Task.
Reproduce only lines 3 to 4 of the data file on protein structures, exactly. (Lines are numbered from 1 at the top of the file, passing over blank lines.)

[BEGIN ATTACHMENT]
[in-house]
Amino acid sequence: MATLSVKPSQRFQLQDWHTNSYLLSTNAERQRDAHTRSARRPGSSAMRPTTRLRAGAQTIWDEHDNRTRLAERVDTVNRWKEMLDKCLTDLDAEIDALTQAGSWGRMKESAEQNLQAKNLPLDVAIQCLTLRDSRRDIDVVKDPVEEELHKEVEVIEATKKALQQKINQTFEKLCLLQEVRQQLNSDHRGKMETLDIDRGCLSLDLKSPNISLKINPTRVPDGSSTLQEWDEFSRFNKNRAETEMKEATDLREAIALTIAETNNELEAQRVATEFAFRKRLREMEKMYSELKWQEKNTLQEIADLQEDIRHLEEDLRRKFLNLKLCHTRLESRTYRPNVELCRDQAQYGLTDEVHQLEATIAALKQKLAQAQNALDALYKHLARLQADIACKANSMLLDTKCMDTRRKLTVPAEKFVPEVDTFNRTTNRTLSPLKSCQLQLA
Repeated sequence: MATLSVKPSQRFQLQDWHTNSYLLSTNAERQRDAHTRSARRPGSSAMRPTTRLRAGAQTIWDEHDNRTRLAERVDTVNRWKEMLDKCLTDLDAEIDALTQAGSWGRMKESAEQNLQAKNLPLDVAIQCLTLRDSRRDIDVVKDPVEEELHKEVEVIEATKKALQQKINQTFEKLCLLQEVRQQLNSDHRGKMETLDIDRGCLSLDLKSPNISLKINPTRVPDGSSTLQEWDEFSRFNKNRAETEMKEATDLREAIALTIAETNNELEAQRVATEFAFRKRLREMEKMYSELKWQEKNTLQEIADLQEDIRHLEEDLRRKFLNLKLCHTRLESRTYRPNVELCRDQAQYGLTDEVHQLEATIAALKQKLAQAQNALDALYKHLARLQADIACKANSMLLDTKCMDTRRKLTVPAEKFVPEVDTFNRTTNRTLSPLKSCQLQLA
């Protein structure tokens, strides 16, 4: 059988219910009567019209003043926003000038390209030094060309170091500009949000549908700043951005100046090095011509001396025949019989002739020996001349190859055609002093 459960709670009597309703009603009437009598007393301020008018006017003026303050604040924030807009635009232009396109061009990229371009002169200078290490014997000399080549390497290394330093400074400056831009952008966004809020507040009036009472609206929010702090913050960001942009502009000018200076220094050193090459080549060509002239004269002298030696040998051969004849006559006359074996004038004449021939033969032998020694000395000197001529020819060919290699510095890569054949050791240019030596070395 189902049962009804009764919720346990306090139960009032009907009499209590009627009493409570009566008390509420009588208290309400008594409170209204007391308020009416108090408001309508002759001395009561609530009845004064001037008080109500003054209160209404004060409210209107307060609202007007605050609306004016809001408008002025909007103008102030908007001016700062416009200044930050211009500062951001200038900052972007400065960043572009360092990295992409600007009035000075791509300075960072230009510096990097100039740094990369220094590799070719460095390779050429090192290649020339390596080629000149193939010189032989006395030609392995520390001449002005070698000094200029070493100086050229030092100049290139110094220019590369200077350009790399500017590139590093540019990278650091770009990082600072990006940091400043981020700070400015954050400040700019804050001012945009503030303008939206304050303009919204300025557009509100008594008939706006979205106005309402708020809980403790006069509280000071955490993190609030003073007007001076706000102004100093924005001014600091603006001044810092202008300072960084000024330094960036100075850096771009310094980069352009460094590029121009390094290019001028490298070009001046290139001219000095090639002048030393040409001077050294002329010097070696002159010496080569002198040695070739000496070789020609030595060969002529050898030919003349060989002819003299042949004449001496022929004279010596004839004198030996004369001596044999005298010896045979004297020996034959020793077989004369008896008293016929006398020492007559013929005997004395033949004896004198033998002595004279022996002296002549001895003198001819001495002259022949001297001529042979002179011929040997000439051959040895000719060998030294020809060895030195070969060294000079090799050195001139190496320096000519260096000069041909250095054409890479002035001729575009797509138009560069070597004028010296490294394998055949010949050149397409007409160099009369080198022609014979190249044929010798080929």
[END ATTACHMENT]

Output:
Repeated sequence: MATLSVKPSQRFQLQDWHTNSYLLSTNAERQRDAHTRSARRPGSSAMRPTTRLRAGAQTIWDEHDNRTRLAERVDTVNRWKEMLDKCLTDLDAEIDALTQAGSWGRMKESAEQNLQAKNLPLDVAIQCLTLRDSRRDIDVVKDPVEEELHKEVEVIEATKKALQQKINQTFEKLCLLQEVRQQLNSDHRGKMETLDIDRGCLSLDLKSPNISLKINPTRVPDGSSTLQEWDEFSRFNKNRAETEMKEATDLREAIALTIAETNNELEAQRVATEFAFRKRLREMEKMYSELKWQEKNTLQEIADLQEDIRHLEEDLRRKFLNLKLCHTRLESRTYRPNVELCRDQAQYGLTDEVHQLEATIAALKQKLAQAQNALDALYKHLARLQADIACKANSMLLDTKCMDTRRKLTVPAEKFVPEVDTFNRTTNRTLSPLKSCQLQLA
């Protein structure tokens, strides 16, 4: 059988219910009567019209003043926003000038390209030094060309170091500009949000549908700043951005100046090095011509001396025949019989002739020996001349190859055609002093 459960709670009597309703009603009437009598007393301020008018006017003026303050604040924030807009635009232009396109061009990229371009002169200078290490014997000399080549390497290394330093400074400056831009952008966004809020507040009036009472609206929010702090913050960001942009502009000018200076220094050193090459080549060509002239004269002298030696040998051969004849006559006359074996004038004449021939033969032998020694000395000197001529020819060919290699510095890569054949050791240019030596070395 189902049962009804009764919720346990306090139960009032009907009499209590009627009493409570009566008390509420009588208290309400008594409170209204007391308020009416108090408001309508002759001395009561609530009845004064001037008080109500003054209160209404004060409210209107307060609202007007605050609306004016809001408008002025909007103008102030908007001016700062416009200044930050211009500062951001200038900052972007400065960043572009360092990295992409600007009035000075791509300075960072230009510096990097100039740094990369220094590799070719460095390779050429090192290649020339390596080629000149193939010189032989006395030609392995520390001449002005070698000094200029070493100086050229030092100049290139110094220019590369200077350009790399500017590139590093540019990278650091770009990082600072990006940091400043981020700070400015954050400040700019804050001012945009503030303008939206304050303009919204300025557009509100008594008939706006979205106005309402708020809980403790006069509280000071955490993190609030003073007007001076706000102004100093924005001014600091603006001044810092202008300072960084000024330094960036100075850096771009310094980069352009460094590029121009390094290019001028490298070009001046290139001219000095090639002048030393040409001077050294002329010097070696002159010496080569002198040695070739000496070789020609030595060969002529050898030919003349060989002819003299042949004449001496022929004279010596004839004198030996004369001596044999005298010896045979004297020996034959020793077989004369008896008293016929006398020492007559013929005997004395033949004896004198033998002595004279022996002296002549001895003198001819001495002259022949001297001529042979002179011929040997000439051959040895000719060998030294020809060895030195070969060294000079090799050195001139190496320096000519260096000069041909250095054409890479002035001729575009797509138009560069070597004028010296490294394998055949010949050149397409007409160099009369080198022609014979190249044929010798080929």